CD19-Specific CAR T-Cell Therapy Effective in Ibrutinib-Refractory CLL

September 9, 2017

Anti-CD19 chimeric antigen receptor (CAR)-modified T-cell therapy was highly effective in patients with high-risk chronic lymphocytic leukemia who had previously failed treatment with ibrutinib.

Anti-CD19 chimeric antigen receptor (CAR)-modified T-cell therapy was highly effective in patients with high-risk chronic lymphocytic leukemia (CLL) who had previously failed treatment with ibrutinib, according to the results of a study published in the Journal of Clinical Oncology.

“We observed a high rate of elimination of CLL from marrow and lymph node response after CAR T-cell therapy,” wrote Cameron J. Turtle, PhD, of Fred Hutchinson Cancer Research Center in Seattle, and colleagues. “Approximately half of the patients who were evaluated by IGH sequencing to detect residual tumor in marrow lacked detectable malignant IGH copies.”

The Bruton tyrosine kinase inhibitor ibrutinib was an important advance in the treatment of CLL; however, although the overall response rate with ibrutinib is high, complete response rate is low and overall survival is short for patients who progress while on the therapy. CD19-specific CAR T-cell therapy has shown impressive responses in patients with refractory B-cell acute lymphoblastic leukemia (ALL) and non-Hodgkin lymphoma. Therefore, in this small study, Turtle and colleagues tested the therapy in patients with high-risk ibrutinib-refractory CLL.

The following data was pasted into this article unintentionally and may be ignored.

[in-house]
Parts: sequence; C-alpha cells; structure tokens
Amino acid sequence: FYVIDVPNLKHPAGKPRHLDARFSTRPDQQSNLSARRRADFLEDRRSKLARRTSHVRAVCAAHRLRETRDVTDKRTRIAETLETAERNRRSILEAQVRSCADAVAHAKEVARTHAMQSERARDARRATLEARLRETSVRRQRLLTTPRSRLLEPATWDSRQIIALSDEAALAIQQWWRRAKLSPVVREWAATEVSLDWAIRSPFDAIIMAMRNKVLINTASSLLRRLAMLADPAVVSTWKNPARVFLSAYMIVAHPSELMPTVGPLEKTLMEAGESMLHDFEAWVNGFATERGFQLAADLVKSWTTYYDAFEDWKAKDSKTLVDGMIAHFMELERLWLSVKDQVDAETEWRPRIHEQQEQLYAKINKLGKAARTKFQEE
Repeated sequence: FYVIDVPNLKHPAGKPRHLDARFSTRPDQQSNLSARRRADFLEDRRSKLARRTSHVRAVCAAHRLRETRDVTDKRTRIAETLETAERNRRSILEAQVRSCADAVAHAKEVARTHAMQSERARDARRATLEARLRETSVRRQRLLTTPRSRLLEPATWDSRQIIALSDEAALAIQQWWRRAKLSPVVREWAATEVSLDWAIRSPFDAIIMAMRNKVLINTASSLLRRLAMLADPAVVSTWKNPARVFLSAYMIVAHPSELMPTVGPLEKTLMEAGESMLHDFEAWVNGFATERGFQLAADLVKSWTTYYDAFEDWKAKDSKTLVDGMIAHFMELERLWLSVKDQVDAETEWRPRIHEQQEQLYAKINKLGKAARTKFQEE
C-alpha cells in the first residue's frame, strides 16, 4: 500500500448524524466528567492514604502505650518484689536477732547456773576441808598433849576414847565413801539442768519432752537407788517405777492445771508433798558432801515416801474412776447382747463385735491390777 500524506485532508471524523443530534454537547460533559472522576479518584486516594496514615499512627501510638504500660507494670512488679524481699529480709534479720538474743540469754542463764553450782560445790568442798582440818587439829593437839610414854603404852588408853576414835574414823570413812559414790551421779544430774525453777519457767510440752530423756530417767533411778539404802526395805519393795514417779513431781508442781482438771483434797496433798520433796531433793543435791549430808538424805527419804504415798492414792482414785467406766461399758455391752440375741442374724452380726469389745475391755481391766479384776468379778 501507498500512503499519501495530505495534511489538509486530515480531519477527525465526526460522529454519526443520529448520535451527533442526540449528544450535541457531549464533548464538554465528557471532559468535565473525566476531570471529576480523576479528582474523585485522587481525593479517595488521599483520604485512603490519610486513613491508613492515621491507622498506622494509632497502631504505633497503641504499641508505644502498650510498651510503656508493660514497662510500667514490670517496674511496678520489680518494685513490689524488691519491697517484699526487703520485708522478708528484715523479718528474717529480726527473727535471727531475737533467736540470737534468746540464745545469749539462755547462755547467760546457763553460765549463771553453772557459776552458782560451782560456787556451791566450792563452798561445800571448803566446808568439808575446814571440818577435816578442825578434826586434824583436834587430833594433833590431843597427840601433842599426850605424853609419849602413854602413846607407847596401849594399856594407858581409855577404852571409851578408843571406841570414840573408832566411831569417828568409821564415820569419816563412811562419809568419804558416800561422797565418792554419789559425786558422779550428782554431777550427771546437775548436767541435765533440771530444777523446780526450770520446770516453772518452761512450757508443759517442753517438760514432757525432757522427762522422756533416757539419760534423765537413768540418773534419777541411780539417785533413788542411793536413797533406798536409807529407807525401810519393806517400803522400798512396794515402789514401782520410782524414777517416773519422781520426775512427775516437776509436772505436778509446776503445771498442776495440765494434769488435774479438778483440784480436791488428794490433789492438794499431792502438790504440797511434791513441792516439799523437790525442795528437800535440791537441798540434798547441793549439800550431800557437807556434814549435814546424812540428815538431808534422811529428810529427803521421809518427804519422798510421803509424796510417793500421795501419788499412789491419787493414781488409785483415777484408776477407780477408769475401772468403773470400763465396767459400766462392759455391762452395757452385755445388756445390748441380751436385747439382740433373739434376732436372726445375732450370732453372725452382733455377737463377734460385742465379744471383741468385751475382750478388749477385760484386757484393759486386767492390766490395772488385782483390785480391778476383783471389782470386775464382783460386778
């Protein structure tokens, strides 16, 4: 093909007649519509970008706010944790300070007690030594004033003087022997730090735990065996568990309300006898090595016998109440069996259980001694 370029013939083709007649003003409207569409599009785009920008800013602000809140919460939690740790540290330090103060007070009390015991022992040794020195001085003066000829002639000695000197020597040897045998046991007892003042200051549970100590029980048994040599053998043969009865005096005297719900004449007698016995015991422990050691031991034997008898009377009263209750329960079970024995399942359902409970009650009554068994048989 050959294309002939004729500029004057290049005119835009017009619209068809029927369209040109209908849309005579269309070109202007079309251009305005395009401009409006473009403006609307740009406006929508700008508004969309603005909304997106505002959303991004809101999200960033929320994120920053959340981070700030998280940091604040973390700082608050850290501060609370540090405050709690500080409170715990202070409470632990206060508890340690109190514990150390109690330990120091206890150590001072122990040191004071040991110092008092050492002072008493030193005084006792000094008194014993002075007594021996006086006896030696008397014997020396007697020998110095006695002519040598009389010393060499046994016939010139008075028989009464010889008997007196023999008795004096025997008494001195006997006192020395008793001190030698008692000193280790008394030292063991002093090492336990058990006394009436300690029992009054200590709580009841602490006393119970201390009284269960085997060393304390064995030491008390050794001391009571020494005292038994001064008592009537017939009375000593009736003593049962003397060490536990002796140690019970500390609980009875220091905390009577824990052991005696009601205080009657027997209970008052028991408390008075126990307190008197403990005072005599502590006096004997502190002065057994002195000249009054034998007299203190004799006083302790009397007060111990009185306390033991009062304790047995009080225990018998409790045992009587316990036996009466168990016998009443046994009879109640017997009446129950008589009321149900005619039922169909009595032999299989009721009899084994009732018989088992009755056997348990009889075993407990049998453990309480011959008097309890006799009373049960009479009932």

The study included 24 patients who underwent lymphodepleting chemotherapy and CAR T-cell therapy at one of three dose levels (2 × 105, 2 × 106, or 2 × 107 CAR T cells/kg).

At 4 weeks after CAR T-cell infusion, the overall response rate was 71%, with 17 of the 24 patients responding. Twenty patients received cyclophosphamide and fludarabine lymphodepletion and CD19 CAR T cells at or below the maximum tolerated dose of 2 × 106 CAR T cells/kg. In the 19 patients whose disease was restaged, the overall response rate at 4 weeks was 74%, with 4 of the 19 patients achieving a complete response (21%).

The researchers performed deep IGH sequencing in 12 of these patients, and more than one-half (58%) had no malignant IGH sequences detected in marrow. The absence of malignant IGH clone in the marrow was associated with 100% progression-free survival (PFS) and overall survival rates after CAR T-cell therapy.

“Achieving a malignant IGH-negative status after CAR T cells in our study correlated better with superior PFS than complete response by International Workshop on Chronic Lymphocytic Leukemia CT criteria, which requires that all lymph nodes be < 15 mm,” the researchers wrote. “These data indicate that early restaging by tumor size criteria alone, 4 weeks after CAR T-cell administration, may not be the optimal determinant of prognosis, as suggested after immune checkpoint blockade in other malignancies.”

Eighty-three percent of patients experienced cytokine release syndrome (CRS); 33% developed neurotoxicity, which was reversible in all but one patient with a fatal outcome.

“Our previous report in which CD19 CAR T cells were administered to patients with ALL found that tumor burden is associated with robust CAR T-cell expansion, CRS, and neurotoxicity, and similar associations were observed in this study in patients with CLL,” the researchers wrote. “Thus, modifying CAR T-cell dose in relation to tumor burden may further improve outcomes in CLL.”